SPF (Sender Policy Framework) is an open standard that validates your email address. The SPF record is one of the DNS records storing information or regulating the functions of your domain names. SPF is used mainly to prevent email SPAM which comes primarily from forged addresses. That is why mail services use SPF records to check if an email is sent from the mail servers hosting your domain. In an email sent without SPF defined you could write that you send the message from any domain. That is why most email systems don’t accept messages without SPF records or treat them as SPAM. Gmail, Hotmail, Yahoo, AOL, and others require your SPF record and without it, you can’t send emails to their networks. For that reason, you’d better make sure that the email and web hosting services you are using allow the setting of SPF records.
Managing SPF Records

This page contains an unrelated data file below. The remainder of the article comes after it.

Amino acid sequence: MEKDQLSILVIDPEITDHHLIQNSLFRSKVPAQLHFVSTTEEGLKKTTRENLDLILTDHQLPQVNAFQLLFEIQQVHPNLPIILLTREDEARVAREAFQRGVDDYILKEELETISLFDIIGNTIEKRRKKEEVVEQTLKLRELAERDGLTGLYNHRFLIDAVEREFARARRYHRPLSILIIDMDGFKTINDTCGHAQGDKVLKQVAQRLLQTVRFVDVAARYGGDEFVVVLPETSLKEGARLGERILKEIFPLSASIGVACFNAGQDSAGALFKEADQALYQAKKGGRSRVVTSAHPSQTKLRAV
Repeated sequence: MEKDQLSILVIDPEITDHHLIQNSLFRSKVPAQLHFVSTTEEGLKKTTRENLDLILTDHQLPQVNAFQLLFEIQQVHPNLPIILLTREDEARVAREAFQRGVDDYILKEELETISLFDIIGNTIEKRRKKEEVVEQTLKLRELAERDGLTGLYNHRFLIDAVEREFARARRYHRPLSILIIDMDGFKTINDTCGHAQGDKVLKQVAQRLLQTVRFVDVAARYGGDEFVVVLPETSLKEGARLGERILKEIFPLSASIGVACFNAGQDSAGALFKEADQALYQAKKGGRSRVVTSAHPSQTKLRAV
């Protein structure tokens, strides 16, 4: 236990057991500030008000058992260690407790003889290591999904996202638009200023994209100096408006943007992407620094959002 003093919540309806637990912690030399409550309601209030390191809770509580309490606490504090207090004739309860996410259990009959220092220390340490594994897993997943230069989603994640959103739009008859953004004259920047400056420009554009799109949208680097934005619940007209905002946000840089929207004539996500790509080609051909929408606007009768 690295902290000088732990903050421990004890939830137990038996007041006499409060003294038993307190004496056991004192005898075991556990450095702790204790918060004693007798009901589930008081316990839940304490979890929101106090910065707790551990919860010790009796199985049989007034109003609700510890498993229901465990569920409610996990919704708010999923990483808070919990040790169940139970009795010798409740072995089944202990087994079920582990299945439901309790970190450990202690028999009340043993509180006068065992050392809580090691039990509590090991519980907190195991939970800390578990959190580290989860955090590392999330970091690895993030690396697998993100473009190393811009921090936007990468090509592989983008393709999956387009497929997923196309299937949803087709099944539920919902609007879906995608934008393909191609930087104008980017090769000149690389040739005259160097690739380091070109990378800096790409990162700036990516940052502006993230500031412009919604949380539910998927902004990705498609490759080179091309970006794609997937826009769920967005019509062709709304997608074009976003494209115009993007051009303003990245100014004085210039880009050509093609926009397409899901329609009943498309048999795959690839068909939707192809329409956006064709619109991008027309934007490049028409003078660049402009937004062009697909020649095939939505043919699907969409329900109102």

When a mail server receives your message it checks your DNS records for the SPF. If the SPF record is present it checks if the email is sent from the same server that’s in the record. You can place SPF in the TXT record in order to indicate which servers are permitted to send email messages from your domain. For example, when you send emails from email@example.com the SPF records should include yourdomain.com, thus validating the domain.
If you want you can add more of your domains, but keep in mind that the SPF record check has a limit of 10 DNS lookups. The mechanisms used in SPF that need DNS lookups are “include”, “a”, “mx”, “ptr”, and “exists”, part of this list is the “redirect” modifier as well.